For decades I've told people I grew up on a farm. Well, that's not exactly true. Back there in what people who wear a young person's skin would call the 'old days', a farm was generally, oh, at least a quarter section of land.

Some of my friend's dads might have a half-section. And if somebody had a full section, well, they were the biggest farmer in the county! Most farm families would milk maybe 20 cows or so, have about half-a-hundred pigs and some assorted other critters running around the yard or penned up.

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That was, essentially, a farm back there, back then.

On the other hand, we lived on eighty acres, rented from a man in Worthington. Dad milked cows for a while, seems like maybe 8 or 9. We had 15, maybe 20 pigs or assorted sizes. There were chickens, a horse for a while, a goat or two.

The buildings? A house, grainary, hog house, barn, chicken coop, garage. Were they old, even back then? Yes. Were they ramshackle? OK, I kind of like that word, so sure. Run down? Whoa hoss, let's not get nasty! This was, after all, home.

Just a mile south of a place called Leota. Leota, Minnesota. If you picture the state of Minnesota on a map and can locate the city of Duluth? Well, if you go kitty-corner, we are just about as far away from Duluth as you can get and still be in this Land of 10,000 Lakes.

In effect, those of us in and around Leota were 'pert-near Iowa and 'pert-near South Dakota. Nestled comfortably in the southwest corner of the Gopher state, we were smack dab in the middle of the corn and beans, and deep into the heart of the finest, friendliest people, you'll ever meet.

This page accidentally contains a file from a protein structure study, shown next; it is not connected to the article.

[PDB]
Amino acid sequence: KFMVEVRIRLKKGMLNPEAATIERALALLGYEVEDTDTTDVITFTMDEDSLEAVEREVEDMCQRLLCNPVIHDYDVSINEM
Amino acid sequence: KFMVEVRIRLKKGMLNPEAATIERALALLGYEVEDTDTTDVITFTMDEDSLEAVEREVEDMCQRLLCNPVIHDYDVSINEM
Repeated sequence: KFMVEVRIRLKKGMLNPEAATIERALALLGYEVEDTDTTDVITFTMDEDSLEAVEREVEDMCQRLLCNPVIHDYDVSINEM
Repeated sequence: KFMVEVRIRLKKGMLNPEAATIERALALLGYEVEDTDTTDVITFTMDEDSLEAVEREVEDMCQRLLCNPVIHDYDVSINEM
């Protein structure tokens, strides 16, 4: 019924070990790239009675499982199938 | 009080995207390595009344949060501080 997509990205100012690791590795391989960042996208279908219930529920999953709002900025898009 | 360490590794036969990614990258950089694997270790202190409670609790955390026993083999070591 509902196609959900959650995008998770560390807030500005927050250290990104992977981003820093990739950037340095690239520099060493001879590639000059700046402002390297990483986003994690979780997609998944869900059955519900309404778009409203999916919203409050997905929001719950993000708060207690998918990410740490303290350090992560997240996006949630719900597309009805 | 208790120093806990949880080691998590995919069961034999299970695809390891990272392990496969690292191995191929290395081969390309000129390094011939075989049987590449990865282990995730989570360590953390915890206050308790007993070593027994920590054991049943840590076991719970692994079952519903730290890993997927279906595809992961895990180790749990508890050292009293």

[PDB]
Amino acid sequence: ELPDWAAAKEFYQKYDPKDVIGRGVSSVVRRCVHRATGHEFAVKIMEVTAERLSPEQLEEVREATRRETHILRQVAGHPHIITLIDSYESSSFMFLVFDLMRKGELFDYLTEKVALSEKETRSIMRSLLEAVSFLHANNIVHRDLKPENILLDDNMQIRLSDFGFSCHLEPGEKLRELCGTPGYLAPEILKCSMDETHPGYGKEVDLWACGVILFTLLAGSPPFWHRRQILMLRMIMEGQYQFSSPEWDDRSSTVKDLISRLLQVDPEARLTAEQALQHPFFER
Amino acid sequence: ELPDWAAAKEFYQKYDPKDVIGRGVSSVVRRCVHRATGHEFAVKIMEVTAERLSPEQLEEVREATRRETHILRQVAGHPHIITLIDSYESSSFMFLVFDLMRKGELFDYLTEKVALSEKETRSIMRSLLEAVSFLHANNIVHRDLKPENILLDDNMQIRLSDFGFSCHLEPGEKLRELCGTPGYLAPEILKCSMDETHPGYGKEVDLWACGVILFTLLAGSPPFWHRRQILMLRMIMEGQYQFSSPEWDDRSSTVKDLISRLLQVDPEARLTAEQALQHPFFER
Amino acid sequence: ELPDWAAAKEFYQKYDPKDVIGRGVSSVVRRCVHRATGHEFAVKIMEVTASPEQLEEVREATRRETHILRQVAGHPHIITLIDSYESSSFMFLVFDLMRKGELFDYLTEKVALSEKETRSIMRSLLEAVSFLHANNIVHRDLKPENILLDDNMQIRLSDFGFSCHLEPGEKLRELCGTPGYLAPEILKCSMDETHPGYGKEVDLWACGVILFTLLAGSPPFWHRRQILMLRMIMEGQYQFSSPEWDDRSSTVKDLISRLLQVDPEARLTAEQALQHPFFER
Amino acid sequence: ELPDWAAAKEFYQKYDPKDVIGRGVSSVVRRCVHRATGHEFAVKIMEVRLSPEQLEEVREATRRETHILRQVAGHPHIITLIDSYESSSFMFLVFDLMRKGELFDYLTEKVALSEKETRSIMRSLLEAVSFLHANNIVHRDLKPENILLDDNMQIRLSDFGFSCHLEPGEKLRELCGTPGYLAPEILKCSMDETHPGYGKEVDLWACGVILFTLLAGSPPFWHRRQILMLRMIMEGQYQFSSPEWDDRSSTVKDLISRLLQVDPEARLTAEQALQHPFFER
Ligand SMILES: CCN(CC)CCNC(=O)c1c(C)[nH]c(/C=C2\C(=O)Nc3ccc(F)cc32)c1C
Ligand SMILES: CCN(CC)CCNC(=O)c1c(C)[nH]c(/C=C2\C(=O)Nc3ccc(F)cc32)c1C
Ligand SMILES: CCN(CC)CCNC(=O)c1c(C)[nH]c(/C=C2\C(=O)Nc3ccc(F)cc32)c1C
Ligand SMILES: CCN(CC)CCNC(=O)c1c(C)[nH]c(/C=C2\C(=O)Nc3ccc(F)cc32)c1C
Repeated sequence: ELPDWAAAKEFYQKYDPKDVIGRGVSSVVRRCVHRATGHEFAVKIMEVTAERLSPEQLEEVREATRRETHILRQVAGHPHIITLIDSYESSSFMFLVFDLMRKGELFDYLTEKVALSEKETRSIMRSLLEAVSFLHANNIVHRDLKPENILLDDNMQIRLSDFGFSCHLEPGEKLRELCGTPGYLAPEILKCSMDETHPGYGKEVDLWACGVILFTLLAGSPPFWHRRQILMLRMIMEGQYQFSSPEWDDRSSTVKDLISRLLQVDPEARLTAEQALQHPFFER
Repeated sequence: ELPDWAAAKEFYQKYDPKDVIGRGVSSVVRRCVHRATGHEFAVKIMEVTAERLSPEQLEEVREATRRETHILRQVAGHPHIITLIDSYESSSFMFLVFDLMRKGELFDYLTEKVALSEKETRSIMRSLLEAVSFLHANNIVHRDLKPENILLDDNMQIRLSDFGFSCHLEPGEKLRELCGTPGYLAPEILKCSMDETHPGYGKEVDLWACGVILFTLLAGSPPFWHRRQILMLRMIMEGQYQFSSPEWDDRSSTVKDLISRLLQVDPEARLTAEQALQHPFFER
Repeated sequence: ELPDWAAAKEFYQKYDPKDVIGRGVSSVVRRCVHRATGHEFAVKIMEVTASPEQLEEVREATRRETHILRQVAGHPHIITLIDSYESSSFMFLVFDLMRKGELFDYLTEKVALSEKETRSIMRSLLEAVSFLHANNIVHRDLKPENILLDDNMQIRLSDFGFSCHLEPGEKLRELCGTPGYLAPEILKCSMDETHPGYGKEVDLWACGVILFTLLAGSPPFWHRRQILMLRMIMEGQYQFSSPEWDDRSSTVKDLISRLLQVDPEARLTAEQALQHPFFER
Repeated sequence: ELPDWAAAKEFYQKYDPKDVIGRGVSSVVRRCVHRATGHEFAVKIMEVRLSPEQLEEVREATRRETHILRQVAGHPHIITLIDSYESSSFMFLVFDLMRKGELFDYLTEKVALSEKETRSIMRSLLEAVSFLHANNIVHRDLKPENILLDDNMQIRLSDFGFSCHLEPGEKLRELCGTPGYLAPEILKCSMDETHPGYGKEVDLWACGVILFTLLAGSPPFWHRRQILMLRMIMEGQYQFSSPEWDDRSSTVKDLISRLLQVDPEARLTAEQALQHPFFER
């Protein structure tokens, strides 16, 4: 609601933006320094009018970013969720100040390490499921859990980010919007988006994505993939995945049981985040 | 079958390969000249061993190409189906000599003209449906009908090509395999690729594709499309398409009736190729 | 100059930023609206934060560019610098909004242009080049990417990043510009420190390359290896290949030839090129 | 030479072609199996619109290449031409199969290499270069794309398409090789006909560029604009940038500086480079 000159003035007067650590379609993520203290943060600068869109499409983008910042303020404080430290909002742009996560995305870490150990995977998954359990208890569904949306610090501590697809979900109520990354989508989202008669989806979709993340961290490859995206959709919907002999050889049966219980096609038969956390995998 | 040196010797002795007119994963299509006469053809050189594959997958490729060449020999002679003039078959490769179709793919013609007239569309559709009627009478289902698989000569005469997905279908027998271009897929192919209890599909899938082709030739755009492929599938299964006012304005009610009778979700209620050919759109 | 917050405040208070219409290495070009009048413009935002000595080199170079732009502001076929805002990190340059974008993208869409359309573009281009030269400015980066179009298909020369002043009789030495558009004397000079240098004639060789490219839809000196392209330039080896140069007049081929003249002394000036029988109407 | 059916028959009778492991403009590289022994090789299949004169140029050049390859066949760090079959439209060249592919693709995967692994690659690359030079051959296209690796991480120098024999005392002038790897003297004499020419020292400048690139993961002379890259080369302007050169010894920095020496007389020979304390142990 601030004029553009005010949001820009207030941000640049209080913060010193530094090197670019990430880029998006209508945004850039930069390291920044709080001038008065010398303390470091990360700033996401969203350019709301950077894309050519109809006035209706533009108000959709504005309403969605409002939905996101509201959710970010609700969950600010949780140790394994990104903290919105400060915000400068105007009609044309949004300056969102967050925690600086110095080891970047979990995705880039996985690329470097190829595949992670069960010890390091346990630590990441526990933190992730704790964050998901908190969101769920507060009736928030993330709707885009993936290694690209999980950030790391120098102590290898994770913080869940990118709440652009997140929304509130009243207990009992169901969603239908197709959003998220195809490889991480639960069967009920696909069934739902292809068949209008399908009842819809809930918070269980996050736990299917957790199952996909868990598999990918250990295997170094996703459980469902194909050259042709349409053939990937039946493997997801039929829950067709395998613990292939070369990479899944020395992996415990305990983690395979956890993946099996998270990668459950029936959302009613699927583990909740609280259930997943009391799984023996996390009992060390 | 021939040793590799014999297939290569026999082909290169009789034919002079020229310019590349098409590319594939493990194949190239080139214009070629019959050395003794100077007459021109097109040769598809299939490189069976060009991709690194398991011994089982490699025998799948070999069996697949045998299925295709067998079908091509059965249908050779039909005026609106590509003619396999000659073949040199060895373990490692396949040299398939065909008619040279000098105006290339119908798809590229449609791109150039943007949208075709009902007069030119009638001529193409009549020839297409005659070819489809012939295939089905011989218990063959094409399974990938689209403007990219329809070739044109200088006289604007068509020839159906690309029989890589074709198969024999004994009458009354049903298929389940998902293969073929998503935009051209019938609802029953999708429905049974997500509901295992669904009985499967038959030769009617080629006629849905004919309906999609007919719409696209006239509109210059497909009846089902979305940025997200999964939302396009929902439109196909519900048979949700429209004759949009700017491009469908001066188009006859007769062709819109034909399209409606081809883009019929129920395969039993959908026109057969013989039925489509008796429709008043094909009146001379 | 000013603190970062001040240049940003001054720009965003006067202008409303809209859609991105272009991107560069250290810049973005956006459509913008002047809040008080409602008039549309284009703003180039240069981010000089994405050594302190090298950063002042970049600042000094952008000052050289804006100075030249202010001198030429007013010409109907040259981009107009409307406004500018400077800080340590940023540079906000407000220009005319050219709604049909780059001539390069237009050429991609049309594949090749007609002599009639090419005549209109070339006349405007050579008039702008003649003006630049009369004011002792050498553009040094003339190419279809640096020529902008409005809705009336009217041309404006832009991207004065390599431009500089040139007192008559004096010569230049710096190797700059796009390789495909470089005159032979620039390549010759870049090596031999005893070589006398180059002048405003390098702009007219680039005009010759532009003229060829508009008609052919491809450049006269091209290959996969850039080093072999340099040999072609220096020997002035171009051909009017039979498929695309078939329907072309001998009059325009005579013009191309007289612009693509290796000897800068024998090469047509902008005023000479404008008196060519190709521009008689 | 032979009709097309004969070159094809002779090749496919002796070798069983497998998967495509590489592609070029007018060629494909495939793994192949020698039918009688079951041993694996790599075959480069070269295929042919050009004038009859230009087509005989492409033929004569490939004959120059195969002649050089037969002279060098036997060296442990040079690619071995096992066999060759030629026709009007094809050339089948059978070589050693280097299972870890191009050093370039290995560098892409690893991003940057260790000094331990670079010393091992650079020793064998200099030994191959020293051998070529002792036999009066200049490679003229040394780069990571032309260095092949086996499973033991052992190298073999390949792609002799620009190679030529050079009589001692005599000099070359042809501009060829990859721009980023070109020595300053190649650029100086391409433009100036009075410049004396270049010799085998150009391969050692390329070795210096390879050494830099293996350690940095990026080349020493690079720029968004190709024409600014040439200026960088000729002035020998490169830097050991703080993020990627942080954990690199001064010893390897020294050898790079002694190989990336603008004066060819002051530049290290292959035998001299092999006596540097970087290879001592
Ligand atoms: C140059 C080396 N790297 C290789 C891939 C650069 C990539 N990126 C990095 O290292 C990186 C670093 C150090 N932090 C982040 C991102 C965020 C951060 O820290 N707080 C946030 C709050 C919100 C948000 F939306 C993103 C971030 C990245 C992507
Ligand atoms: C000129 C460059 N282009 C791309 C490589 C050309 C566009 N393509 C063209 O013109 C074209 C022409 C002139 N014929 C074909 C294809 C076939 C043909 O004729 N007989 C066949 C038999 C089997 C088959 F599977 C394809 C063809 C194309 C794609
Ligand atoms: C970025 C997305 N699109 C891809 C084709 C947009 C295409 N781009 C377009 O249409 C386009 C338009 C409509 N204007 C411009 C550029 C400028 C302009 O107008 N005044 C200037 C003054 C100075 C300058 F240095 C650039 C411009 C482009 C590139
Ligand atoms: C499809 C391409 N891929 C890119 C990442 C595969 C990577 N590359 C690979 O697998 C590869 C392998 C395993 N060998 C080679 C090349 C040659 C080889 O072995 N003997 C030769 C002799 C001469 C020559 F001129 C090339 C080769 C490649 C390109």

From where I grew up, just a half-mile down the gravel road that way was Howard and Lorraine. A half-mile down the gravel road the other way was Dewey and Doris. Those gravel roads were dotted with names like that, Nelson and Grace, Morris and Dorothy, John and Esther, Dewey and Cornelia. You know those people if you grew up in or near a small town, yes you do. Oh, they may have different names but these were the folks you lived with, worked with, laughed and cried with, worshiped with.

That is, truth be known, what a small community is.

Many of those people are gone now, including two named Marvin and Henrietta. Those two lived on that little farm (uh, I mean farmstead), that rented 80 acres. My brother and I called them Dad and Mom.

Those were golden days, those days of 'Growing Up Leota'. And I hope your days of growing up...well, wherever you grew up...we're just as warm and golden.

Randy's Minnesota Memories

Randy McDaniel grew up on a small farm near Leota, Minnesota during the classic baby-boomer years of the 1960s and 1970s. These are his stories of growing up in the idyllic world of southwest Minnesota.

Here Are The 7 Remaining Drive-In Theaters In South Dakota

If you were born last century...you know, in the nineteen hundreds (ugh)...you may have spent a summer evening in the car watching movies. I don't mean on your phone, I mean at the drive-in movie theater!

If you were in Sioux Falls in the 1970s and '80's you may remember seeing Jaws and Indiana Jones at The East Park or the Starlite Drive-In. Both drive-ins opened just after World War 2. The East Park didn't make it out of the '70s, closing in 1978. The Starlite survived long enough to see the birth of home video, closing in 1985.


Drive-in movies had a bit of a resurgence during the pandemic. They were a way to go out and do something social without getting out of your car.

If you tried one during that time, or you remember the fun of a warm summer evening watching movies on that giant screen there are still places in South Dakota and around Sioux Falls you can do it.